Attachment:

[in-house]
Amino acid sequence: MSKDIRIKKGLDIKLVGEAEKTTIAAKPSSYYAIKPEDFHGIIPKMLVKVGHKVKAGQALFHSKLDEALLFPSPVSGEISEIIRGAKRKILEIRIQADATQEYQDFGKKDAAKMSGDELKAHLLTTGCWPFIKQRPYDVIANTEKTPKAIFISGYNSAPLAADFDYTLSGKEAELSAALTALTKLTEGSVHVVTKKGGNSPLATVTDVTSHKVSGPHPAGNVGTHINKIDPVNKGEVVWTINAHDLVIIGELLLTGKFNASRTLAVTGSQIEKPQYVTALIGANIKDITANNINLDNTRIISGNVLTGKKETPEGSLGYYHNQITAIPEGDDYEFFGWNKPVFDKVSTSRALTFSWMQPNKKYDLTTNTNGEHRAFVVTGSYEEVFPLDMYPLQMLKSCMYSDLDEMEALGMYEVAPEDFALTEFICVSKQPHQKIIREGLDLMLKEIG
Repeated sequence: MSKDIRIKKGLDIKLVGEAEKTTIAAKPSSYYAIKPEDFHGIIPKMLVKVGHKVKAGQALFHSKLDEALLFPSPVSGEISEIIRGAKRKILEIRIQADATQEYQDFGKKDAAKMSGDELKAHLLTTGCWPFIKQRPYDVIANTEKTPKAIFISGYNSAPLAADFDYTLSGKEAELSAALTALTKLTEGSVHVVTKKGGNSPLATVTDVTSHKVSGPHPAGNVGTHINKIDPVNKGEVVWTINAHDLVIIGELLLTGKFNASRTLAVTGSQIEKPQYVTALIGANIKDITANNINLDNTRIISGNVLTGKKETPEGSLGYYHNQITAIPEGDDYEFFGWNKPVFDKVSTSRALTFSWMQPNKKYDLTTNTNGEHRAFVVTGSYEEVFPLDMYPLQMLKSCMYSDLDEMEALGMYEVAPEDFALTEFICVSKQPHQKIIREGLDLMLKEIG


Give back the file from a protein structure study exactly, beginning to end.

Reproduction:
[in-house]
Amino acid sequence: MSKDIRIKKGLDIKLVGEAEKTTIAAKPSSYYAIKPEDFHGIIPKMLVKVGHKVKAGQALFHSKLDEALLFPSPVSGEISEIIRGAKRKILEIRIQADATQEYQDFGKKDAAKMSGDELKAHLLTTGCWPFIKQRPYDVIANTEKTPKAIFISGYNSAPLAADFDYTLSGKEAELSAALTALTKLTEGSVHVVTKKGGNSPLATVTDVTSHKVSGPHPAGNVGTHINKIDPVNKGEVVWTINAHDLVIIGELLLTGKFNASRTLAVTGSQIEKPQYVTALIGANIKDITANNINLDNTRIISGNVLTGKKETPEGSLGYYHNQITAIPEGDDYEFFGWNKPVFDKVSTSRALTFSWMQPNKKYDLTTNTNGEHRAFVVTGSYEEVFPLDMYPLQMLKSCMYSDLDEMEALGMYEVAPEDFALTEFICVSKQPHQKIIREGLDLMLKEIG
Repeated sequence: MSKDIRIKKGLDIKLVGEAEKTTIAAKPSSYYAIKPEDFHGIIPKMLVKVGHKVKAGQALFHSKLDEALLFPSPVSGEISEIIRGAKRKILEIRIQADATQEYQDFGKKDAAKMSGDELKAHLLTTGCWPFIKQRPYDVIANTEKTPKAIFISGYNSAPLAADFDYTLSGKEAELSAALTALTKLTEGSVHVVTKKGGNSPLATVTDVTSHKVSGPHPAGNVGTHINKIDPVNKGEVVWTINAHDLVIIGELLLTGKFNASRTLAVTGSQIEKPQYVTALIGANIKDITANNINLDNTRIISGNVLTGKKETPEGSLGYYHNQITAIPEGDDYEFFGWNKPVFDKVSTSRALTFSWMQPNKKYDLTTNTNGEHRAFVVTGSYEEVFPLDMYPLQMLKSCMYSDLDEMEALGMYEVAPEDFALTEFICVSKQPHQKIIREGLDLMLKEIG